The Portland Trail Blazers announced Tuesday a new, more restrictive policy governing media contact with players following team practices.
Effective immediately, interview requests must now be made in advance and media members will be forced to stand in a designated area after practice breaks, allowing players to move from the practice court to the locker room, trainer's room and weight room without communicating with media members. Once the player has left the court, he is free from obligations unless he has been previously requested for an interview. Coach Terry Stotts and key players such as All-Star forward LaMarcus Aldridge and rookie guard Damian Lillard will still be available following practice on a daily basis as usual but interviews will occur in the designated area only.
Team employees gently but sternly enforced the policy on Tuesday, physically directing media members to their designated area along the far baseline after practice broke.
A team official said that the communications department, and not the basketball operations department, was responsible for the change in policy, which represents a shift from how business was conducted in previous years. The stated logic behind the new policy stems from the department's desire to increase efficiency in facilitating media requests, to decrease a logjam that would often occur in front of the weight room area, and to decrease wait times for media members and team officials in the event a player elected to receive treatment or attend to other business prior to coming back out to meet with the media.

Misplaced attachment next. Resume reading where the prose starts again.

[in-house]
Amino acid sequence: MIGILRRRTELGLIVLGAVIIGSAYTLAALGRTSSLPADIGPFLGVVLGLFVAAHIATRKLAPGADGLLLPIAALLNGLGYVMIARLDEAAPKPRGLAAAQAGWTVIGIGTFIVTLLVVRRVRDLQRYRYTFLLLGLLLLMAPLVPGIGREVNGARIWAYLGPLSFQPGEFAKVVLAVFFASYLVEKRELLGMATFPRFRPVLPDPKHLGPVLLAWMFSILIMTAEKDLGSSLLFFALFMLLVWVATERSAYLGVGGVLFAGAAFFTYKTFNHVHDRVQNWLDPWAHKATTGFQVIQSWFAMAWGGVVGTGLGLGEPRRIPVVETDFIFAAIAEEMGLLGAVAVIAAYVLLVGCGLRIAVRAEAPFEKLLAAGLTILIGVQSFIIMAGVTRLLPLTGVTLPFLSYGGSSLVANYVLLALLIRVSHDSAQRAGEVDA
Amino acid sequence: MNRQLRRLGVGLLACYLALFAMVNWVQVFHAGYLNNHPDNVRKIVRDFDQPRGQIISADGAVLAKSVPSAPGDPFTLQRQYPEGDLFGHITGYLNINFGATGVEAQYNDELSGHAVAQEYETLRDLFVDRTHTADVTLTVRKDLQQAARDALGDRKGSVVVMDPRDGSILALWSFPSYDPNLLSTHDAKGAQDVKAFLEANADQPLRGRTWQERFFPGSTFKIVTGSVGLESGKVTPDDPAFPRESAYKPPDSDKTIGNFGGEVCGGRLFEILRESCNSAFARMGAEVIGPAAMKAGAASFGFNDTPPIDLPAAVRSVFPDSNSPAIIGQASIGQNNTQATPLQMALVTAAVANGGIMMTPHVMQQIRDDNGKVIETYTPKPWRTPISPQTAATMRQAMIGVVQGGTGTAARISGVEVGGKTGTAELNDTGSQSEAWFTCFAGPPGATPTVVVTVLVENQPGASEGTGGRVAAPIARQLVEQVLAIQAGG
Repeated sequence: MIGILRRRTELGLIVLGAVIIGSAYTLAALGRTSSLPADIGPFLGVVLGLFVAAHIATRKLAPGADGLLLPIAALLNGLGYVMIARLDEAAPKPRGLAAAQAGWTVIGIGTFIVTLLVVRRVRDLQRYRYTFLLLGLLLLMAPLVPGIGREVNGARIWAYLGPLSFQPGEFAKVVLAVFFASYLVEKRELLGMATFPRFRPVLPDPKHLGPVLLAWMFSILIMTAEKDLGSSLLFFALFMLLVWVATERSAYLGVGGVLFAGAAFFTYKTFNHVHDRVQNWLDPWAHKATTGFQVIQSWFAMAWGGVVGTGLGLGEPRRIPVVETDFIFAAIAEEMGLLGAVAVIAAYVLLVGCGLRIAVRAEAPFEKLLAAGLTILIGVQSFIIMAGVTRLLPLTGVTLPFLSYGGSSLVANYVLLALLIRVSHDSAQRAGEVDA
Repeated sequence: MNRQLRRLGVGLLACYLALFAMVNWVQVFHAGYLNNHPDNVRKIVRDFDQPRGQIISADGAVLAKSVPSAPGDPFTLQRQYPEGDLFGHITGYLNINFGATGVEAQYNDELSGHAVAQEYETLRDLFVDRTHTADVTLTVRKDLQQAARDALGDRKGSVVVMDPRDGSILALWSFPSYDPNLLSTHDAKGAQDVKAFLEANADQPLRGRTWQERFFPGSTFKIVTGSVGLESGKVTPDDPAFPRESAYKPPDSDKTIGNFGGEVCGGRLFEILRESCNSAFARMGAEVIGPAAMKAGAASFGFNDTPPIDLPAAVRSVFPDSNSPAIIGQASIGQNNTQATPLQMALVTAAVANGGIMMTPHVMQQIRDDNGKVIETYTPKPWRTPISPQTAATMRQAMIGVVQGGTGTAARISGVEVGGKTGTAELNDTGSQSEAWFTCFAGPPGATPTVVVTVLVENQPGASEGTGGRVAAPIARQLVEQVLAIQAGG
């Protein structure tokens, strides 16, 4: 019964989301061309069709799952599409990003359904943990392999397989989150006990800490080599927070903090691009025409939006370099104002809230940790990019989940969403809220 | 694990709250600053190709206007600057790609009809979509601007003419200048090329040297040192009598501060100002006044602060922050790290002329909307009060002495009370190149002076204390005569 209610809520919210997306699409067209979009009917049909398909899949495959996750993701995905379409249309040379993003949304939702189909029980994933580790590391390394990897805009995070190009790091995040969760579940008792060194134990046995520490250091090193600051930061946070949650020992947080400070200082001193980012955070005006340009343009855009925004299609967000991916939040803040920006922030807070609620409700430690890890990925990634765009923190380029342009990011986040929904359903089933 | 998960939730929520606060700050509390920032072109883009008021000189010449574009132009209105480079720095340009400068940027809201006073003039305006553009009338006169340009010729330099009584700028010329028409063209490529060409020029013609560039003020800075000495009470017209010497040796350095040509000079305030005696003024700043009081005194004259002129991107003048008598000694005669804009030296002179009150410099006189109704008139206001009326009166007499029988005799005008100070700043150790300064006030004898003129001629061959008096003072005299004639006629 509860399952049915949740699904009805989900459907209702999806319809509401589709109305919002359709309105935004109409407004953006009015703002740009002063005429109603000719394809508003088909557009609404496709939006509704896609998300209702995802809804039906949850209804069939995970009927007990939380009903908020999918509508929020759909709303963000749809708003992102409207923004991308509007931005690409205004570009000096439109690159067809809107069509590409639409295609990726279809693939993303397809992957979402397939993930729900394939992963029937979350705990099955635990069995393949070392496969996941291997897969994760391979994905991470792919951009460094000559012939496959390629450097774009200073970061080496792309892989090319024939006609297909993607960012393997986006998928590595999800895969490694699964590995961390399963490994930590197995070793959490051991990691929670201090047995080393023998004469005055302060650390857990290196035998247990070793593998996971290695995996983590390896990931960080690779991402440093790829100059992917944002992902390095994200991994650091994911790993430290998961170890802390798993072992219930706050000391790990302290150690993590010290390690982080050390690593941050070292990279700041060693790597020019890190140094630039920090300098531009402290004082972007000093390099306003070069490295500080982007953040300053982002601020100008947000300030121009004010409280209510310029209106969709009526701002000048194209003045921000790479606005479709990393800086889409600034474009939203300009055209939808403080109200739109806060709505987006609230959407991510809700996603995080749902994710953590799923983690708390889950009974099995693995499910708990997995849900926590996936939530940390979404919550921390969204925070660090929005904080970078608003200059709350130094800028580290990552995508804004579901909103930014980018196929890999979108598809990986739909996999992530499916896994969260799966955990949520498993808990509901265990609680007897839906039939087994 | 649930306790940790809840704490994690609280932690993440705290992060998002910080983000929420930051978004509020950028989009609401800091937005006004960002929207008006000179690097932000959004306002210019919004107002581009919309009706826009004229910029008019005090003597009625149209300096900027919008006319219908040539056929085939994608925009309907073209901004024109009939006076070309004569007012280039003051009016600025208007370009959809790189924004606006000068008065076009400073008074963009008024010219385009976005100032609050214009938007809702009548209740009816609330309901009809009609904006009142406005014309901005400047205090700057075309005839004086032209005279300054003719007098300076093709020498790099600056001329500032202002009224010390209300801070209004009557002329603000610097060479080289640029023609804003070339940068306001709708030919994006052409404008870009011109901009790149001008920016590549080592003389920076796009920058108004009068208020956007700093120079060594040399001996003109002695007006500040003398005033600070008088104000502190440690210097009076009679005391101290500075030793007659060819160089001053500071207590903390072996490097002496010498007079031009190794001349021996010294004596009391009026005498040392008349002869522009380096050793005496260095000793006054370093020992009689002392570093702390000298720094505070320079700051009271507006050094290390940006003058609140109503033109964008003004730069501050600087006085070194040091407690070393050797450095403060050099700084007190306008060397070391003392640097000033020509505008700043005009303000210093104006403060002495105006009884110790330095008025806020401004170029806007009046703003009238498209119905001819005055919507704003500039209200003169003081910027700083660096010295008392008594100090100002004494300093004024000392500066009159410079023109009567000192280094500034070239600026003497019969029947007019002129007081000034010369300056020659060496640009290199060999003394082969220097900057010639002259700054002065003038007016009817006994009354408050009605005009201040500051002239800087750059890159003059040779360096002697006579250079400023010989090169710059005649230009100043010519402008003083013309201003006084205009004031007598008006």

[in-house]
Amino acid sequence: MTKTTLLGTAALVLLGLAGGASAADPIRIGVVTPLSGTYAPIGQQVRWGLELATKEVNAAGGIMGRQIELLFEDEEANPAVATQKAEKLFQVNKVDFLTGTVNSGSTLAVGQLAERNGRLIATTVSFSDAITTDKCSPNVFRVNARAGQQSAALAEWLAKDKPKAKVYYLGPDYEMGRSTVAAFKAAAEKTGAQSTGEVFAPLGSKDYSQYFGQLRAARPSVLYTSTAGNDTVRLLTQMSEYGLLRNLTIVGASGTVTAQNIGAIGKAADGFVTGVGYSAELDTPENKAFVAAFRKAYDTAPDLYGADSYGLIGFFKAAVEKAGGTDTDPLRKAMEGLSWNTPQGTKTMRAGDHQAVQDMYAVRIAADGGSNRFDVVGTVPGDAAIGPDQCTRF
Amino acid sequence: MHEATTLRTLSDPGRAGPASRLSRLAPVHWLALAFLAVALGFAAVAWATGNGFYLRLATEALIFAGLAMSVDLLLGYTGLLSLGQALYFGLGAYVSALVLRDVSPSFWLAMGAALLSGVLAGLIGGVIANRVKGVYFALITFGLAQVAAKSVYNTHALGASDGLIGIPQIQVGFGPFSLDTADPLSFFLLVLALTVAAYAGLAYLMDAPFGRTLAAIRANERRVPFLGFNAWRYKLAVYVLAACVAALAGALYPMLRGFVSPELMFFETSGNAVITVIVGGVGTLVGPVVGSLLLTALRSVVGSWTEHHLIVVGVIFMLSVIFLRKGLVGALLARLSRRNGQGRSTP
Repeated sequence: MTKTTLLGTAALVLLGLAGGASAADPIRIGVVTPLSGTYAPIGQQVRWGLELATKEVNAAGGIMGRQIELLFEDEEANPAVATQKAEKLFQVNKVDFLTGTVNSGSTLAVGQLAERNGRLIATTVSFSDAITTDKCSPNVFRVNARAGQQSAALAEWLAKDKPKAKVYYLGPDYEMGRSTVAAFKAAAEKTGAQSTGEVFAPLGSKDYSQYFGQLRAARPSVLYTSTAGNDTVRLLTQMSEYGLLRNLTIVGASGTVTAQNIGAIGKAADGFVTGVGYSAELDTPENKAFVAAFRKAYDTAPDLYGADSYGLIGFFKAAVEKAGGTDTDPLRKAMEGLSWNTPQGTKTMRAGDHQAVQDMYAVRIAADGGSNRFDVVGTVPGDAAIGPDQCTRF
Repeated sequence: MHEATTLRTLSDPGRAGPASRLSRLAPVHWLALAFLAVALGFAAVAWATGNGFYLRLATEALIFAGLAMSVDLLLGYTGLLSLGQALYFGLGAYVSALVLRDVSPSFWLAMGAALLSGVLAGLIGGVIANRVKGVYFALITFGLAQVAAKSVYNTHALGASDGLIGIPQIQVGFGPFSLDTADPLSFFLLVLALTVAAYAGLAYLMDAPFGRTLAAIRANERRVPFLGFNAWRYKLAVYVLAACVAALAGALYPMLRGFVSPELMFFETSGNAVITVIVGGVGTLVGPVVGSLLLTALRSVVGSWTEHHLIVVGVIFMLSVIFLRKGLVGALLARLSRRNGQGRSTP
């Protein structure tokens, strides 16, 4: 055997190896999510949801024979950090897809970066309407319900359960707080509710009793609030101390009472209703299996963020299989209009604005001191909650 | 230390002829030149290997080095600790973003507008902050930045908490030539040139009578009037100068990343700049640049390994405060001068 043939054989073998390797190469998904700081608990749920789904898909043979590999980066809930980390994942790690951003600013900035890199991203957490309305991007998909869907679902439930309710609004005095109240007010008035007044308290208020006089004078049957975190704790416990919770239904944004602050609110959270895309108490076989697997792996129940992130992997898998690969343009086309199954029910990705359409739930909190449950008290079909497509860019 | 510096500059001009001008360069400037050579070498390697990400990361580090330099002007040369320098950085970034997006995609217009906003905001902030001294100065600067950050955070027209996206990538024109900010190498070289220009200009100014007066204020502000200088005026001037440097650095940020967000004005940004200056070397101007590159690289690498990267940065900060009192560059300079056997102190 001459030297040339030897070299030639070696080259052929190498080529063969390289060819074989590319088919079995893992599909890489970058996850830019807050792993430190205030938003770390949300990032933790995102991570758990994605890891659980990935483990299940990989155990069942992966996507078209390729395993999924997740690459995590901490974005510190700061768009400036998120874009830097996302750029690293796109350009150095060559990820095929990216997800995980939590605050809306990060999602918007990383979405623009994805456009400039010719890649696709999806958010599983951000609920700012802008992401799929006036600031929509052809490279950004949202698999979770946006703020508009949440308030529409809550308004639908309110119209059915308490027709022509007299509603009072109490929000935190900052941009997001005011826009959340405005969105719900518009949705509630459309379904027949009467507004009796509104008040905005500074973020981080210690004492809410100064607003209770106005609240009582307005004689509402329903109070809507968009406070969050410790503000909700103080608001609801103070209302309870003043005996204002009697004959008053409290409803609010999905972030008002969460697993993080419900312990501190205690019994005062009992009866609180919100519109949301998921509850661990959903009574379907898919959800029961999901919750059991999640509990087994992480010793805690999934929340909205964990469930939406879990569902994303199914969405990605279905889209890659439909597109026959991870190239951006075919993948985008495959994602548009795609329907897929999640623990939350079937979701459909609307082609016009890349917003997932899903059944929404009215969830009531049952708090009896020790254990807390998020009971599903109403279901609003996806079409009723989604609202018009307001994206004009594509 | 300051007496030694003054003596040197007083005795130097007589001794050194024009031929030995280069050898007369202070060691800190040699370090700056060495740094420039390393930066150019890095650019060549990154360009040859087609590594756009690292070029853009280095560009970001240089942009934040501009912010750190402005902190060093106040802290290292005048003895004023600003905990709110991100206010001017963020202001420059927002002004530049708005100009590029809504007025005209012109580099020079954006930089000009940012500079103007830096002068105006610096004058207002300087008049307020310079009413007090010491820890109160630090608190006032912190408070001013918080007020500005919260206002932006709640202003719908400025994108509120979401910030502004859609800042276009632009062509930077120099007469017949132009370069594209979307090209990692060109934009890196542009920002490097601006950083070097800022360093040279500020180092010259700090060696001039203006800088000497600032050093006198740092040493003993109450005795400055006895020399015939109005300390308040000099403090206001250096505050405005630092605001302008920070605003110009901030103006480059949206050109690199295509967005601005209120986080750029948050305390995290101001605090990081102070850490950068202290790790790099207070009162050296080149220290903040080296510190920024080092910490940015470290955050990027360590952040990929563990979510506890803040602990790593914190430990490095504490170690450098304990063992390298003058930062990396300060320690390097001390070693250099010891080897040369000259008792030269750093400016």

In theory, the new policy, which isn't out of step with similar restrictions seen around the NBA and other sports, including at the NCAA level, does not represent a radical shift. However, it will meaningfully impact coverage of the team.
The biggest change will likely be an increase in the reporter-to-player and camera-to-player ratios. Previously, when practice broke and players streamed towards the weight room, the free-for-all that usually developed often allowed reporters the opportunity to speak to players, even important players, in a 1-on-1 setting. Just like anyone, players usually appeared more comfortable and spoke more openly in that setting than they would in a group environment with multiple cameras trained on their every word.
Now, a much greater percentage of media-player contact will occur in a formalized setting, especially at high interest times when the media crowd swells. Players were available on Tuesday on a mostly staggered basis, meaning the same large group of reporters could interact with just about all of them one after another. Some might view this as an improvement, as the potential for missing an important quote has been virtually eliminated. On the other hand, the more formalized setting also meaningfully reduces the free flow of conversation that occurs in a more natural, non-scrum setting.
Also eliminated here are the spontaneous exchanges and conversations between media members and players and basketball operations officials that often occurred following practice. An invisible wall or protective bubble is the new norm. Access to players working out or rehabilitating in the weight room after practice has also been severed. If the current set-up had been in place over the last two seasons, it's possible the media wouldn't have even known Greg Oden was still on the team.
Certainly, these new rules are not the end of the world. All necessary information regarding injuries, lineups and the like will still be made available. Media access to practices has continually been reduced and/or formalized over the last few decades; this winds up being another small move forward on a long path of baby steps. But rapport between players and media will inevitably suffer and some of the funny, unscripted moments with players and helpful nuggets from scouts that occurred in previous years will wind up being casualties too.